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New theater offers food, beer on tap

Nick Nerangis Sr. looks over a 35mm projection film
Nick Nerangis Sr., one of four managing partners for Alamo Drafthouse Cinemas in Winchester, looks over a 35mm projection film in the projection room for the eight-screen movie theater. Rich Cooley/Daily (Buy photo)

Steve Nerangis holds a pizza
Steve Nerangis, a managing partner for Alamo, holds a pizza while showing other fare available at the theater in Kernstown Commons. Rich Cooley/Daily (Buy photo)

The Alamo Drafthouse Cinemas
The Alamo Drafthouse Cinemas in Winchester. Rich Cooley/Daily (Buy photo)

By James Heffernan -- jheffernan@nvdaily.com

WINCHESTER -- Alamo Drafthouse Cinemas made its long-awaited debut at Kernstown Commons on Monday.

Nick Nerangis Sr., a partner in the local franchise group N/L Entertainment LLC, hung the theater's first movie poster, "Where the Wild Things Are," during a brief ceremony outside the 38,000-square-foot facility while employees prepared for a full day of showings.

The cinema-eatery, the Alamo chain's first location outside the state of Texas, offers a unique twist on "dinner and a movie," combining first-run films and specialty programming on eight big screens with a full-service restaurant.

Once seated, movie patrons can order from an extensive menu, including appetizers, burgers, sandwiches, salads, milkshakes, popcorn, homemade pizza and more than 20 varieties of beer on tap. Bench-style tables are positioned between each row of stadium seats, allowing the wait staff to serve food without distraction. Customers can continue to order throughout the movie by writing their request on a slip of paper and attaching it to the table clip.

Since most patrons will choose to eat during their Alamo experience, the theater carefully tracks advance ticket sales and encourages guests to arrive at least half an hour before a show, Nerangis said.

But Alamo patrons need not purchase a movie ticket to enjoy the fare. The bar is open to the public during business hours, and the lobby features tabletop and sofa seating.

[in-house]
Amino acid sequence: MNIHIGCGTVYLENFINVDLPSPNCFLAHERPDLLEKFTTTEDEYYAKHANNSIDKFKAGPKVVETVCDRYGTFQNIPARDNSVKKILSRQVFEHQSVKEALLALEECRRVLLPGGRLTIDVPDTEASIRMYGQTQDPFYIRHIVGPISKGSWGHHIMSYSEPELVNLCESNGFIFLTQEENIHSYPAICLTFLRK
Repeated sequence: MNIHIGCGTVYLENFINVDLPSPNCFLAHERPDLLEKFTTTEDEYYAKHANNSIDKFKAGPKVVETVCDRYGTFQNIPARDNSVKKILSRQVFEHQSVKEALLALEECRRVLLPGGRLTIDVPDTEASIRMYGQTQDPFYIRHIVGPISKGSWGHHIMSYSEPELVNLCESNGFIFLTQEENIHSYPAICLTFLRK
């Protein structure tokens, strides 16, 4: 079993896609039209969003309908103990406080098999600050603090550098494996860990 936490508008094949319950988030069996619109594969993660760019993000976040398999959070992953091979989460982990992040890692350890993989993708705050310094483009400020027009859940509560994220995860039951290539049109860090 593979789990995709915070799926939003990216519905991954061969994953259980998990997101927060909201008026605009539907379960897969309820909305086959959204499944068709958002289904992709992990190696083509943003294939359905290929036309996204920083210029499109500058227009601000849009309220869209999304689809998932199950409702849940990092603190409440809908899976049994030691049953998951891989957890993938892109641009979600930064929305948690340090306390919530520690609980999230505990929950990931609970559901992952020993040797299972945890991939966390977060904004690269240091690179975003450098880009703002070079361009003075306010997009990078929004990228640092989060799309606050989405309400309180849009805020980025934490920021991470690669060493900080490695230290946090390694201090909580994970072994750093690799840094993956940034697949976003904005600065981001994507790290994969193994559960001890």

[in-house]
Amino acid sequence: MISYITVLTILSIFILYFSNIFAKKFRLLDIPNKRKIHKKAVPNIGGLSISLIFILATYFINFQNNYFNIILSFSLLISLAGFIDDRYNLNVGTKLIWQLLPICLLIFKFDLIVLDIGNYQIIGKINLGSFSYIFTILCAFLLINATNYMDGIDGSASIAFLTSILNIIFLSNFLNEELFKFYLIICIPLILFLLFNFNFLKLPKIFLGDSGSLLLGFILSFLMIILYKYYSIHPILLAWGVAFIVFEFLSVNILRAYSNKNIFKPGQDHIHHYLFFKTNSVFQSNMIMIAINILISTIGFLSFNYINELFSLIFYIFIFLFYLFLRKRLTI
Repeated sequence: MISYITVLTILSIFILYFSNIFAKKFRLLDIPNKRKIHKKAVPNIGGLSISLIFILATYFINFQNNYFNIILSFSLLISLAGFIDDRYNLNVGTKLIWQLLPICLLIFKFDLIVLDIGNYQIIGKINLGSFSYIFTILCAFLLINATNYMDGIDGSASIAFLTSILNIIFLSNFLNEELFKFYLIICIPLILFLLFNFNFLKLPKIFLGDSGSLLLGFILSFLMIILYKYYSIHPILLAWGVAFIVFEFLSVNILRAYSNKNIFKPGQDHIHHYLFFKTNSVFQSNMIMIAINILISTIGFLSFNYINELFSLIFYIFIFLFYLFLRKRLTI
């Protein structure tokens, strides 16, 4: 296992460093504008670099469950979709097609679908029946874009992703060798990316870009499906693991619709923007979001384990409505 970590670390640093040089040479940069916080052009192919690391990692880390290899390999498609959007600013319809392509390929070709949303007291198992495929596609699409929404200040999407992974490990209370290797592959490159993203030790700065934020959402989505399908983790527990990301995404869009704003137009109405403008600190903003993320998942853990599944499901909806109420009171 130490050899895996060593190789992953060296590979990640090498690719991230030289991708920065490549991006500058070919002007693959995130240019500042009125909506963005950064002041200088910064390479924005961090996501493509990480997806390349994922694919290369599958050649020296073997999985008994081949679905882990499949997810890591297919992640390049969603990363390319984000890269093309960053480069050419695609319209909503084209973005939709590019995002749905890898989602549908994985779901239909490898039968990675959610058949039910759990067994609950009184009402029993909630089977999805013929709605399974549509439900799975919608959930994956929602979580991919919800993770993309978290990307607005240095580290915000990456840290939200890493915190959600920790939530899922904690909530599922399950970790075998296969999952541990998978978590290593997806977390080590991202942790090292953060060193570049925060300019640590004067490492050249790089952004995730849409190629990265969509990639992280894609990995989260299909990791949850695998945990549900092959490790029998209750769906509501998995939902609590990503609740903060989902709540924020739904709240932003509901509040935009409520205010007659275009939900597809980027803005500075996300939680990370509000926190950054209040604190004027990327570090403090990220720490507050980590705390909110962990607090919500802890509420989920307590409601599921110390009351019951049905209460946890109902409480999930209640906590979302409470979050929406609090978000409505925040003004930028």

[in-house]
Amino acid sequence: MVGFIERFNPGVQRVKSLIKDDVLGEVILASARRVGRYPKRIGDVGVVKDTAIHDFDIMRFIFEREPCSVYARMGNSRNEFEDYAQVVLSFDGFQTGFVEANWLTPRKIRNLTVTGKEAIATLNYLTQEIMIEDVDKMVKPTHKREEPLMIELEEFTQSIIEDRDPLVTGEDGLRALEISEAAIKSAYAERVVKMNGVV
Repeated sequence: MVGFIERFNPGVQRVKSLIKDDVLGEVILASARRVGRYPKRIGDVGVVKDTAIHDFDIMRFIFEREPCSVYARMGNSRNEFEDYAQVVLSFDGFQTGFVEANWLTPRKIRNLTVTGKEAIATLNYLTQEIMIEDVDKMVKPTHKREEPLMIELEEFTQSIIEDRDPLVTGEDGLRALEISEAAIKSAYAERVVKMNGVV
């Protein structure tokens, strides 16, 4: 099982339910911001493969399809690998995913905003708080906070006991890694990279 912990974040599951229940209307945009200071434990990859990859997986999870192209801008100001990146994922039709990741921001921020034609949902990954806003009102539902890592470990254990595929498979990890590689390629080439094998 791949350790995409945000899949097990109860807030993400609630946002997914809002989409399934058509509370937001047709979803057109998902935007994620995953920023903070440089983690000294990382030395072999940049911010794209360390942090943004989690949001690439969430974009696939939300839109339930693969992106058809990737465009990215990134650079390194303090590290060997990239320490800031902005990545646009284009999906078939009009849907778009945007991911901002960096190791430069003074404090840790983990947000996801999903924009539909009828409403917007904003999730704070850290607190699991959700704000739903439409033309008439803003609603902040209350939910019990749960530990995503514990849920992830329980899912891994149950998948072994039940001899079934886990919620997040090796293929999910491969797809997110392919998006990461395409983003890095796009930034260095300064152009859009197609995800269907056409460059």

Nerangis and his children -- sons Nick Jr. and Steve, and daughter Lisa Limoges, who discovered the chain while working in Dallas -- believe the concept will take hold in Winchester.

"We think it's a great market for this concept and we're eager to show local residents what it's all about," Steve Nerangis said.

Derek Dodd, who helped bring the 130-member Winchester staff up to speed last week as director of training for Alamo Drafthouse Cinemas in Austin, Texas, predicts the Winchester location will be a big draw, even in a down economy.

"The movie industry, in general, has done well, and we offer a truly unique experience," Dodd said.

Ticket prices are on par with, and in some cases lower than, other area theaters, Nick Nerangis Sr. said.

Alamo Drafthouse Cinemas, with nine locations, had its best year ever in 2008, and the company is targeting expansion along the East Coast and in the Midwest.

First-run movies are Alamo's mainstay, but special events have made the chain a fan favorite.

The franchise offers themed "feast" events that pair a film with a particular menu. Past events have included a showing of "The Godfather" with an Italian dinner and a shrimp feast during "Forrest Gump." Other popular Alamo events include film festivals, sporting events and sing-alongs that encourage audience participation.

The local Alamo will host an "eco-festival" next month, sponsored by First Bank, that will promote awareness of environmentally friendly practices, according to John Norton, the bank's senior vice president of marketing.

The theater's digital and 3-D projection screens also can be used for business conferences and class reunions, Steve Nerangis said.

"It's exciting," he said. "We think we've got a hit on our hands."


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